BASKING RIDGE, N.J. -- As banks continue to pull back on credit offerings and Callahan First Look data show the key credit union loan-to-share ratio holding steady at 85.7%, more CUs are learning to fill the void, beefing up marketing and outreach efforts in order to grow.
One important area that holds promised returns while affording lower initial costs is the Internet. Add Affinity Federal Credit Union's name to a growing list of CUs making its mortgage expertise available to all by launching a home buying center on the Web (www.affinityfcu.org/realestaterc).
Partnering with Home Sold, an independent real estate service network, Affinity FCU is helping its members through the entire buying and selling process. The site brings together realtors, demographic profiles, property valuations and other services in one location for those seeking information in the current real estate marketplace.
"We've taken the first step in providing an overview of what's behind the home buying process," Bob Birkhahn, executive vice president of AFCU, told Credit Union Times. He explained how the idea to create the site floated around for a while as CU staffers contemplated ways to bring various aspects of the complicated procedures to members in a way that was convenient and accessible. "We wanted to somehow leverage our mortgage services to provide more related products and services that members needed."
Once it was decided that relocation services (both incoming to New Jersey and leaving the state and buying a home in another state) was a requirement, AFCU sought the right partner and found HomeSold, a subsidiary of Fidelity National Financial, a large title insurance and real estate services company. The prior few years of growing plans for AFCU's mortgage portfolio then swiftly coalesced into the new Web site within six months.
The site was introduced to members through opt-in e-mail blasts in May after the site went live at the end of April. So far, there are 40 confirmed registrations on the site, which includes a free evaluation of the property they are seeking to buy or sell. Five members have moved to the second level: a referral to the agent network, said Birkhahn. Signage for branch locations and statements stuffers are also in the works now to further promote the site and eventually word-of-mouth recommendations will help sustain the work.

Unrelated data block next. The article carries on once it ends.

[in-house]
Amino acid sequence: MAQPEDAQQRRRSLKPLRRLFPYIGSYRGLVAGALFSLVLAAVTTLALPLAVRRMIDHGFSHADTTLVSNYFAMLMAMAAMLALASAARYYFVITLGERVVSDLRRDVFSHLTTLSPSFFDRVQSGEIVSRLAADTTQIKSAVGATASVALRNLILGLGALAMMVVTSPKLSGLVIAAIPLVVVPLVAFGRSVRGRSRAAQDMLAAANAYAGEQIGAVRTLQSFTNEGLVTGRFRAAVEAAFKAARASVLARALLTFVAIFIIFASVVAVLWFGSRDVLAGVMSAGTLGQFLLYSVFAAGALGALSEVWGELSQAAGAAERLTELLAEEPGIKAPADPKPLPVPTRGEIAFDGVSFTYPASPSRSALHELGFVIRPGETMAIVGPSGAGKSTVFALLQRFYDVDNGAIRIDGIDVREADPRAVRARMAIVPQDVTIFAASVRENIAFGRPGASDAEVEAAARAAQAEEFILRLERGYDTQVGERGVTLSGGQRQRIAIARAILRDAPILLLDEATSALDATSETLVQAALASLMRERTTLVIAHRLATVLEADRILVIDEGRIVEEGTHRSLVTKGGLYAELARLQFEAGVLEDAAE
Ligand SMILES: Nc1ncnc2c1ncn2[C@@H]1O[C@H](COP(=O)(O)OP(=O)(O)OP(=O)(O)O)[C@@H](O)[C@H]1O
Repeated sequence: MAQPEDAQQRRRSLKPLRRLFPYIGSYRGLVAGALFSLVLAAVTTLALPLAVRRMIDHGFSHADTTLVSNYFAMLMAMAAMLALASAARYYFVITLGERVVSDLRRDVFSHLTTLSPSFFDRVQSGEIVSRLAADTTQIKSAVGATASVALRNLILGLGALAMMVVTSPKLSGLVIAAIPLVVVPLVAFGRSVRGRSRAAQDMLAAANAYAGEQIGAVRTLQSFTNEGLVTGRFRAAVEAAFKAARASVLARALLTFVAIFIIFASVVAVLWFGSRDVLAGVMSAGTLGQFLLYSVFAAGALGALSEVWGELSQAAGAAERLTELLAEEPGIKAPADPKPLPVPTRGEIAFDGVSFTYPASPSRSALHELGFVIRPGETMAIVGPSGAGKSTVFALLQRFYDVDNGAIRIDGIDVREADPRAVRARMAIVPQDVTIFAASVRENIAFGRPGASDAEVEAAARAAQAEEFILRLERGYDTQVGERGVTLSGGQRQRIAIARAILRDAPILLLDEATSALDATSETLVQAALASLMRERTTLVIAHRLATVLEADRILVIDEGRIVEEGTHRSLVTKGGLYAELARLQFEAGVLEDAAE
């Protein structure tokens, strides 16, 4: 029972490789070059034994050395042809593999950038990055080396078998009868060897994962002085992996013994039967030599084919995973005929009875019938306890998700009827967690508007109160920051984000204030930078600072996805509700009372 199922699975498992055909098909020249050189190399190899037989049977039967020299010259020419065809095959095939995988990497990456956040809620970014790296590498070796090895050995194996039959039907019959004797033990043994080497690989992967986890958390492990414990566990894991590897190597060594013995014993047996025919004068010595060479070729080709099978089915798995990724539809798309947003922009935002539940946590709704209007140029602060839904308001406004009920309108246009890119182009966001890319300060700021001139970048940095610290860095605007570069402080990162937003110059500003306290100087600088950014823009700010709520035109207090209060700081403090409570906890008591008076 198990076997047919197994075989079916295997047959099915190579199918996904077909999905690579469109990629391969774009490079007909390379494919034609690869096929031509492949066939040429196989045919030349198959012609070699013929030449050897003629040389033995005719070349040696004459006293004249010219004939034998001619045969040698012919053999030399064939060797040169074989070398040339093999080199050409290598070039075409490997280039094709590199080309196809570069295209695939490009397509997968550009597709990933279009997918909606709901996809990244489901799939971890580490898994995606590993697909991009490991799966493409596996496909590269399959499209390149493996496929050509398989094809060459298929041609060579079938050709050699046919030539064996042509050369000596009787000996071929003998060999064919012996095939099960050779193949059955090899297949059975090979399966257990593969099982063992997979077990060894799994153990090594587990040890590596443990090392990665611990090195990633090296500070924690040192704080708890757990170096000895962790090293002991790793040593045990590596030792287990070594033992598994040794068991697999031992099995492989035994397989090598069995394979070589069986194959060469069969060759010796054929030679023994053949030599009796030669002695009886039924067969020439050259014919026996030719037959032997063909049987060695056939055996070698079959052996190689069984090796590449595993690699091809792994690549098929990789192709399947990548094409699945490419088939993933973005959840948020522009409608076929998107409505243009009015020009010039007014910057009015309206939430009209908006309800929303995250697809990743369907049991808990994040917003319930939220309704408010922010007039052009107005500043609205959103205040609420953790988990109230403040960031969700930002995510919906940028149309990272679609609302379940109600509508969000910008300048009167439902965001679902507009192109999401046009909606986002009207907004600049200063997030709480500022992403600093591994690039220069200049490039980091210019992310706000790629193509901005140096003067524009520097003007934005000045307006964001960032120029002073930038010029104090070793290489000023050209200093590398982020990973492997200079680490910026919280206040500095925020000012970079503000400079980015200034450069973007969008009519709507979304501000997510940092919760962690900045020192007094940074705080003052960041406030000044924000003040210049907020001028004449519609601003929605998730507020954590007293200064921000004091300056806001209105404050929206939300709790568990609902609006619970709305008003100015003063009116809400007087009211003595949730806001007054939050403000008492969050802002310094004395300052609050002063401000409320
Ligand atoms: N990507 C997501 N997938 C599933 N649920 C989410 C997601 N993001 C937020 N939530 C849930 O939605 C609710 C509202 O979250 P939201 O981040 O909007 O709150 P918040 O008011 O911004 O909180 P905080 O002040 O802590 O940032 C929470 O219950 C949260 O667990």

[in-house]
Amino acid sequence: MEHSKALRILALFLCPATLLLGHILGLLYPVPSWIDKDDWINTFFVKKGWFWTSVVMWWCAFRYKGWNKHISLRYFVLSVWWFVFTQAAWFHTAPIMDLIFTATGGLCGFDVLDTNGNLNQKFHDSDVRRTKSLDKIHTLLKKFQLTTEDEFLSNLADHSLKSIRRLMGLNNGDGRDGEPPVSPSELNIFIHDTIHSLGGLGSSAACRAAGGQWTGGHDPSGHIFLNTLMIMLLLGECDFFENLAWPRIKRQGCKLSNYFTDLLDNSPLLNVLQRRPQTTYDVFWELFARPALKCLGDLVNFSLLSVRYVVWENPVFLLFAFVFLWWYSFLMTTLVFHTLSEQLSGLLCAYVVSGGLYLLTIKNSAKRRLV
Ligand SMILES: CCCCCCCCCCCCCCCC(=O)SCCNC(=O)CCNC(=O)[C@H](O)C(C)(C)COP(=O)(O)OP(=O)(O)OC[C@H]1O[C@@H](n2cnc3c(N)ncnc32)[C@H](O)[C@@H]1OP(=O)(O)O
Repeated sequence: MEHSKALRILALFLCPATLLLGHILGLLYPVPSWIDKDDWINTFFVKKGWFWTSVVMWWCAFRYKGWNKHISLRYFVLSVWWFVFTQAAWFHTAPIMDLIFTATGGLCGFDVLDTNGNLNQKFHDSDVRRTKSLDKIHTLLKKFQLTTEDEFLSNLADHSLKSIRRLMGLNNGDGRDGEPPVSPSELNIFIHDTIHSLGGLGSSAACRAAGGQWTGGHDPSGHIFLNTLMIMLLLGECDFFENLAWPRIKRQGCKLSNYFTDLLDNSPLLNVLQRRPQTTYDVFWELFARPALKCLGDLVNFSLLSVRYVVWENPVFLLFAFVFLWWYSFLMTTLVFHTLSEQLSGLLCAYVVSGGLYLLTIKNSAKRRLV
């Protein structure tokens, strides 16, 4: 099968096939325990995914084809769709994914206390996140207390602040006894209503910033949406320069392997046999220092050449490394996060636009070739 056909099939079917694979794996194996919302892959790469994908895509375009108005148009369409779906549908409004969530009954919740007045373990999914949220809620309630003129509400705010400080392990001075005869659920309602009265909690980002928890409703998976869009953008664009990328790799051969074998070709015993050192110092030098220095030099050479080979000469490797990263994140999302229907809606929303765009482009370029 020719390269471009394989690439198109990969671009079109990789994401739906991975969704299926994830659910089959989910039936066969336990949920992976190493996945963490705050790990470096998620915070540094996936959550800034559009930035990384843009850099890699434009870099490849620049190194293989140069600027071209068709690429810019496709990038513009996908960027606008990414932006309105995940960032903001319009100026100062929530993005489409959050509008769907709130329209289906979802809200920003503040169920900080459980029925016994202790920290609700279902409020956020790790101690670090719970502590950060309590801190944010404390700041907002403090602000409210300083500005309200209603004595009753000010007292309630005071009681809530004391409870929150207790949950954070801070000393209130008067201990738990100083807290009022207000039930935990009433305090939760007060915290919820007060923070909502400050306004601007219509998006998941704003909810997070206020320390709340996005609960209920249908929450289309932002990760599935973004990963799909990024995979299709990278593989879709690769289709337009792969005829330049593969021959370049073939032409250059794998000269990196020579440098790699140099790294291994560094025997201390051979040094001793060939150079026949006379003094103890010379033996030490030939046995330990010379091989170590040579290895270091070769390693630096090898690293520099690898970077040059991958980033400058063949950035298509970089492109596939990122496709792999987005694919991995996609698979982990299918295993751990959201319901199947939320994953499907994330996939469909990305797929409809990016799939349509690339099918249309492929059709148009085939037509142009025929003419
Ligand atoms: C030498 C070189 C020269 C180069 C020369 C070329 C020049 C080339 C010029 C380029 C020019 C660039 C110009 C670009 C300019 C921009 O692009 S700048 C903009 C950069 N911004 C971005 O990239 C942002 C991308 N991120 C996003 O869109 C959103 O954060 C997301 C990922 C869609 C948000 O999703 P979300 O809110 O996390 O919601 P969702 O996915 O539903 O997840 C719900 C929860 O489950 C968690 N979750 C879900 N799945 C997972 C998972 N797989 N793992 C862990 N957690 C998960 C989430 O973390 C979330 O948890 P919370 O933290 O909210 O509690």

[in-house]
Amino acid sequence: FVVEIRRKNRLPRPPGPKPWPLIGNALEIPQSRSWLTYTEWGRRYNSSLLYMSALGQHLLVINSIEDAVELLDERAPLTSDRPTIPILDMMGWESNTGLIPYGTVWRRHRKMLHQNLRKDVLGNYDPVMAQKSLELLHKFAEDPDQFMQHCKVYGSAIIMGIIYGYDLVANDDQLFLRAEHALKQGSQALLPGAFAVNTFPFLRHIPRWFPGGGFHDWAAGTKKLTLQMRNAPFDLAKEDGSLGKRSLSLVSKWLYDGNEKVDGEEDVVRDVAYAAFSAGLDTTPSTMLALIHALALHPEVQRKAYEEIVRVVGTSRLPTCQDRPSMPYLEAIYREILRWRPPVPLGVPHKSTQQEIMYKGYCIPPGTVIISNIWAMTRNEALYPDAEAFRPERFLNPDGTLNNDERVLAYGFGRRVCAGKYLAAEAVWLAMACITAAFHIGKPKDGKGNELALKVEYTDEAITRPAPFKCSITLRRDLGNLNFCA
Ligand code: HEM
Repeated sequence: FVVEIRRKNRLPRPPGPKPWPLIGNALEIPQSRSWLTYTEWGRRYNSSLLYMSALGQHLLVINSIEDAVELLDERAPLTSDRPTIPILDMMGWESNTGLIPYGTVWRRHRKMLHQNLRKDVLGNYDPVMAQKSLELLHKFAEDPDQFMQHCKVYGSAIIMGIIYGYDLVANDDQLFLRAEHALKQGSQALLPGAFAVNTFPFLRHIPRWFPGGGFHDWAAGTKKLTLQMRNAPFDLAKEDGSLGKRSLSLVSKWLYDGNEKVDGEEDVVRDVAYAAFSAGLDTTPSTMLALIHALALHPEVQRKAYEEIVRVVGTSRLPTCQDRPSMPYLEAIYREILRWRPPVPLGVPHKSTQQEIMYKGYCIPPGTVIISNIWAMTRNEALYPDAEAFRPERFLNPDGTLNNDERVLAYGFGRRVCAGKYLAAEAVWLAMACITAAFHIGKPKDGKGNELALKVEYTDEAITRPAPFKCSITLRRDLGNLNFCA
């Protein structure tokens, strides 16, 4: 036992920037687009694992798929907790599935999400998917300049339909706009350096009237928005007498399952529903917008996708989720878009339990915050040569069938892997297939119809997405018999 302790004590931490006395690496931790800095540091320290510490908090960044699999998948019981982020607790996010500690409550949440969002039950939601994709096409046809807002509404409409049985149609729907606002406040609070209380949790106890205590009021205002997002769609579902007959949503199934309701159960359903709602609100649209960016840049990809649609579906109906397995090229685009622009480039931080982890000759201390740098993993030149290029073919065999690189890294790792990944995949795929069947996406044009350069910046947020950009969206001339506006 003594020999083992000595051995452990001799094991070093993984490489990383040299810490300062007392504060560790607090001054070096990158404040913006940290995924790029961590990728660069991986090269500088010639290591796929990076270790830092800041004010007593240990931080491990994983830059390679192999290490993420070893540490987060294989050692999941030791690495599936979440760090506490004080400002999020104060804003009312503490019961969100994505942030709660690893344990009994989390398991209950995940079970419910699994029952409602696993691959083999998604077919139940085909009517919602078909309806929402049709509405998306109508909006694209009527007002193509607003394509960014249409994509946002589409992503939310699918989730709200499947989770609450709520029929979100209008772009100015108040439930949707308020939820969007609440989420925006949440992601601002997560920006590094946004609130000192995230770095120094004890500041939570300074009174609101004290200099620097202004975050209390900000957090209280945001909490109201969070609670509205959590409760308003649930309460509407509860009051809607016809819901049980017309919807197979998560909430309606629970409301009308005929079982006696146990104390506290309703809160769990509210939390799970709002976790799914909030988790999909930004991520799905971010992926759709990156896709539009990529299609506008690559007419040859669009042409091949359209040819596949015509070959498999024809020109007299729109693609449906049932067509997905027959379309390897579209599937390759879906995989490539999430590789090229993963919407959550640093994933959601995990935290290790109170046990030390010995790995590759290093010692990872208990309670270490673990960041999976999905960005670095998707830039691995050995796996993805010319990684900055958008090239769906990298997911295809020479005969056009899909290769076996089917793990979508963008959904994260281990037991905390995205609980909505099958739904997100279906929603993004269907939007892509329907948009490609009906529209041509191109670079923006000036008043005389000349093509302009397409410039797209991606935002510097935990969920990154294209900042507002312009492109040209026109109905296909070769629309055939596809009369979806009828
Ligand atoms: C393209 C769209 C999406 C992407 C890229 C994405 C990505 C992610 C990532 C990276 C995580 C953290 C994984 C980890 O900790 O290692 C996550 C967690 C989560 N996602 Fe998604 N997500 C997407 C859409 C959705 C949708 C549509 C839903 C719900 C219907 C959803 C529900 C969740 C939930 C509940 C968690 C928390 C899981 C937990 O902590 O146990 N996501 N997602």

In Birkhahn's mind, the effort is also serving the specific needs of small business that are now choosing to leave New Jersey, which has one of the highest tax rates in the nation. "This isn't just about first-time homebuyers," he said. "There are people trying to downsize too, and given our high taxes and the high cost of living in New Jersey, I think we'll see a number of small businesses relocate to other areas as well. That's a natural evolution for us and we want to be there for them."
The site will also cement in members' minds that Affinity is a nationwide lender. "It's really the evolution of once a member, always a member, because, while most of our lending is in New Jersey, we don't want to risk losing members who leave the state. Right now we have some 123,000 members and a firm footing in New Jersey, but I want to ensure that Affinity remains a lifeline financial institution to all members, wherever they choose to live."
Birkhahn noted that the Internet home banking, remote deposit and membership in shared service and ATM networks makes that lifetime relationship more convenient, even possible, while it was challenged only a few short years ago. "In the past, we found that when members left us they went to banks. We don't want to let that happen if we can prevent it, and this is another step in that process," he said.
AFCU's real estate portfolio is in excess of $1.5 billion, including home equity lines of credit. AFCU sold some $400 million to the secondary market so it still retains a sizable portion in house. "We still have plenty of liquidity and we manage it well," said Birkhahn. While other lenders are capping their HELOCs and pulling back, Affinity is staying busy trying to help members who may have adjustable mortgages resetting at other financials.
"We've been lucky here in New Jersey because we haven't seen the job losses other states have. Our proximity to New York City and Philadelphia keeps property values more stable than other places. But I contend that it's just prudent to work with a member who may lose a job and run into financial problems. We work with them, we'll lower payments on loans and we'll do a cash flow budget to help them see a way out. It's what we do and it's what we'll always do. We're a credit union," he said proudly.